For me, the success of Pirates 3 has less to do with it returning to the roots of what makes summer blockbusters good and more to do with it actually nailing how to make a modern, complex popcorn movie.
Merging extra layers of plot into a big budget action movie is difficult. I say this because until now I can’t ever recall seeing it working. Spiderman 3 is a great example of a failure to understand how to increase the complexity of a movie while maintaining its popcorn cinema credentials. The first two Spideys were very well done; firmly in the blockbuster mould but with enough plot and depth to keep more than just a 12 year old entertained. However, in an effort to be ‘bigger’ than its predecessors, Spidey 3 became a mess; a hotchpotch of convoluted plotlines and missed chances. I’m not going to do a review of the movie, but for a good breakdown of the problems, check out George’s blog.
The same can be said of the second outing of Pirates of the Caribbean. Some might argue that it is a problem of hype, but movies like this create their own hype so it’s hard to be sympathetic. The marketing now is 24/7 (thankyou Star Wars) and while it has had the desired effect of increasing the number of bums on seats, for me the quality has been ever-decreasing. The directors of these movies are inevitably charged with trying to make longer and more complex movies while adhering to the principle that their craft must entertain the pre-pubescent kiddies. The result is more and more likely to be a Spiderman 3 or a Pirates 2. But every once in a while everything comes together and just works.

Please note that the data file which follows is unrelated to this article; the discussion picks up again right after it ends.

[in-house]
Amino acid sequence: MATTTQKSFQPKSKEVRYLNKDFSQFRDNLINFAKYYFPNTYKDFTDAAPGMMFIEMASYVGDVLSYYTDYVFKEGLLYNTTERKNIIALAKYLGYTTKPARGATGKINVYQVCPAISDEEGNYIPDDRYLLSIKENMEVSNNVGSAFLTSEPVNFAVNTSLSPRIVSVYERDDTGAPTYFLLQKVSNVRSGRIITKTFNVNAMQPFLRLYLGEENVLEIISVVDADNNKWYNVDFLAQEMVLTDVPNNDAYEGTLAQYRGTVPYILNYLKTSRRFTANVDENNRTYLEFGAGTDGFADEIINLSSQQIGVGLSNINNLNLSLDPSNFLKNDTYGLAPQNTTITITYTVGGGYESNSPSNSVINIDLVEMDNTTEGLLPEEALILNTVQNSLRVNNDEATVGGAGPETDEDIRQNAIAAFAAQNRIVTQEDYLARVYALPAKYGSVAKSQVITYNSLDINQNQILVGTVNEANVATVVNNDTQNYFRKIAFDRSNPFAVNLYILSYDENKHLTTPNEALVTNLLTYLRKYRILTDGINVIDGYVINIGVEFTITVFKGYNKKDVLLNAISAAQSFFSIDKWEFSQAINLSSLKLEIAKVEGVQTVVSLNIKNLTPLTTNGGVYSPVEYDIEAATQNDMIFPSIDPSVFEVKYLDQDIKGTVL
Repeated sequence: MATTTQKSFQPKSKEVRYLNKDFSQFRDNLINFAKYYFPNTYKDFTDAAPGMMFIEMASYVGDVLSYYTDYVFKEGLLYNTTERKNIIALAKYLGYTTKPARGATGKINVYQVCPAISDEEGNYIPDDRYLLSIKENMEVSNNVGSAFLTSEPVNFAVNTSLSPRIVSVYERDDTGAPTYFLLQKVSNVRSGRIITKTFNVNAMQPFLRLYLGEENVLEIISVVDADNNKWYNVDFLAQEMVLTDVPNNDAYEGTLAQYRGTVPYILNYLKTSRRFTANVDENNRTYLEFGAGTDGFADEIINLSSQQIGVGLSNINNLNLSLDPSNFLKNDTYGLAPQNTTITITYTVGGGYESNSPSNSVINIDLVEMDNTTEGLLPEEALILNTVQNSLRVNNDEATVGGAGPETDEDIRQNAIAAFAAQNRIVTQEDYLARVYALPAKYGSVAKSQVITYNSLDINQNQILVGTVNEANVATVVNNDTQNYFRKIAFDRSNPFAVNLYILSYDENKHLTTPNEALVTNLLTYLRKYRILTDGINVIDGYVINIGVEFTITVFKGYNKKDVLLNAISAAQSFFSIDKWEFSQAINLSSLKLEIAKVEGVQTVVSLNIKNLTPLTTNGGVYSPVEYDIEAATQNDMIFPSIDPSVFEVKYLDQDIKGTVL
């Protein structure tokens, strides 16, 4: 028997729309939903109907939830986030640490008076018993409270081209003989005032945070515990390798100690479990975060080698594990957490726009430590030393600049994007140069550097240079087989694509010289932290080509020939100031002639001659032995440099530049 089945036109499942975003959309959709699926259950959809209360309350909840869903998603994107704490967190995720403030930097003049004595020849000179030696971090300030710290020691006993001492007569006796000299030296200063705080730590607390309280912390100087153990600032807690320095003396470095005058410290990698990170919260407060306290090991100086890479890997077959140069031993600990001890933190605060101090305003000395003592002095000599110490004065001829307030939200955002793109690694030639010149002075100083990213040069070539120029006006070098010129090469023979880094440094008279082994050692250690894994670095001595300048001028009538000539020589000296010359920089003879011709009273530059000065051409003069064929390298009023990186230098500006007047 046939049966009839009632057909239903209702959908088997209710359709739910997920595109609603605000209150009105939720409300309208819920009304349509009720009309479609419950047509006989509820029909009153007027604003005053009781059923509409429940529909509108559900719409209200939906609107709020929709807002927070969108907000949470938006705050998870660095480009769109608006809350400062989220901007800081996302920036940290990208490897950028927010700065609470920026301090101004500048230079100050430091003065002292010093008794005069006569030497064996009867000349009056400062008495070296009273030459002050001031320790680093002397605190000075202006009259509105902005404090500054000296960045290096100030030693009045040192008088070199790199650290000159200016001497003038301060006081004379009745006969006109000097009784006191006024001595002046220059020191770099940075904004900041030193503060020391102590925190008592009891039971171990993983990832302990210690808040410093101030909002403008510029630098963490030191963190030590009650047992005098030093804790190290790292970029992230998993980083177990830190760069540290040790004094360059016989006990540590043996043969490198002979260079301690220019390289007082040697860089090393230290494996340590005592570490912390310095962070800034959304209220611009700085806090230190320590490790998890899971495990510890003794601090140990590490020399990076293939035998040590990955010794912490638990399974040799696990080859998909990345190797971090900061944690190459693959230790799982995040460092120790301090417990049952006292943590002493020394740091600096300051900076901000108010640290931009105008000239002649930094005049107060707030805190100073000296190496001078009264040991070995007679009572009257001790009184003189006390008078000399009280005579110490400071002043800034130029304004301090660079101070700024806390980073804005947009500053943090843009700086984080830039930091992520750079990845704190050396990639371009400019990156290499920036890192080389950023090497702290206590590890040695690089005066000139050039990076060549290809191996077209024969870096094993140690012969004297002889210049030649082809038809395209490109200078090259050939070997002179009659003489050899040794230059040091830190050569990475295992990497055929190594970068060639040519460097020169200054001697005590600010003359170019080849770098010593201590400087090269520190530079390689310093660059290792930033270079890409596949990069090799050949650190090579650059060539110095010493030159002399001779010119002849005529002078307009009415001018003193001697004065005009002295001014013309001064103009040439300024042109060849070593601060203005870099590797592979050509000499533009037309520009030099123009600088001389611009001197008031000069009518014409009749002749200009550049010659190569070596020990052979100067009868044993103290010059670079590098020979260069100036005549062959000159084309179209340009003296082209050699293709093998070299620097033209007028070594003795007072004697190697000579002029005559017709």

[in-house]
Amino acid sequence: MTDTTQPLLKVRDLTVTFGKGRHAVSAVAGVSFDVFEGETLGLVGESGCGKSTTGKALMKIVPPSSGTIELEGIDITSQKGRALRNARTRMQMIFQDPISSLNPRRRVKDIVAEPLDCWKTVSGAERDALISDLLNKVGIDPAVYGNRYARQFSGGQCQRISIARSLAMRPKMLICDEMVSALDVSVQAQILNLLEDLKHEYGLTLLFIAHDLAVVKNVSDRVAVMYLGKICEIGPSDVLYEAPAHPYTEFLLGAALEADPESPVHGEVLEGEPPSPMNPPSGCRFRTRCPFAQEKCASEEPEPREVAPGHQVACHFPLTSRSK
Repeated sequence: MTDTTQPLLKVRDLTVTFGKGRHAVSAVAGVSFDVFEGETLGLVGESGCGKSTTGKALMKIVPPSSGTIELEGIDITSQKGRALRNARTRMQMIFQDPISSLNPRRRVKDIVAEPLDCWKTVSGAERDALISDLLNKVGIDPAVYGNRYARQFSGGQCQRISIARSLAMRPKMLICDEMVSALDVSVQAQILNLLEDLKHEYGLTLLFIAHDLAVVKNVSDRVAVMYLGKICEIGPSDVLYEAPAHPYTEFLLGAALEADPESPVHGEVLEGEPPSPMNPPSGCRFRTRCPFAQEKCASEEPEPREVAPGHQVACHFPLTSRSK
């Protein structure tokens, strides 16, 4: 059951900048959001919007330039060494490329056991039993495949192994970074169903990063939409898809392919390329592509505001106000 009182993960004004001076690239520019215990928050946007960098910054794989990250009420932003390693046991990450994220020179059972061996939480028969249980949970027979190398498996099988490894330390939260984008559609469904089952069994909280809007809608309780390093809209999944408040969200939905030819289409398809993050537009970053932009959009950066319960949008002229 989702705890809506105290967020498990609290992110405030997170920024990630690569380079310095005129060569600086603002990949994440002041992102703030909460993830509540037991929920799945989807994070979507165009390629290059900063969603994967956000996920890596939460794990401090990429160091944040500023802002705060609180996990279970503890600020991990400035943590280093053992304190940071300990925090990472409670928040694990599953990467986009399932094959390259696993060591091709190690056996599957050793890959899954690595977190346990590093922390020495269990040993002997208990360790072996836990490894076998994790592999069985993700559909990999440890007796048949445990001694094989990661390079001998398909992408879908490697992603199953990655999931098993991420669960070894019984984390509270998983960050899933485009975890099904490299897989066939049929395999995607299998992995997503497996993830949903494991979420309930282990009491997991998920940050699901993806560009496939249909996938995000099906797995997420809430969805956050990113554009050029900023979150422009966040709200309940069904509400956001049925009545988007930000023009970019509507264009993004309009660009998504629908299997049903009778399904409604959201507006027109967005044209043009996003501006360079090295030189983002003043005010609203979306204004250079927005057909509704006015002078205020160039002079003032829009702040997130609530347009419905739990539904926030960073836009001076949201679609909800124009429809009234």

Pirates 3 is a great example of this. Whereas the middle part of the trilogy (why must everything be a trilogy?) felt like a movie in which the writers had come up with 3 or 4 great set pieces and then tried to write a story around it, the third film has a central plot that ties all the characters together. All of the other sub-plots are handled in their own time and without forcing the movie off on some wild-goose chase. Love stories like the one between Davy Jones and Tia are woven nicely into a central plot about fighting for the freedom to roam the seas.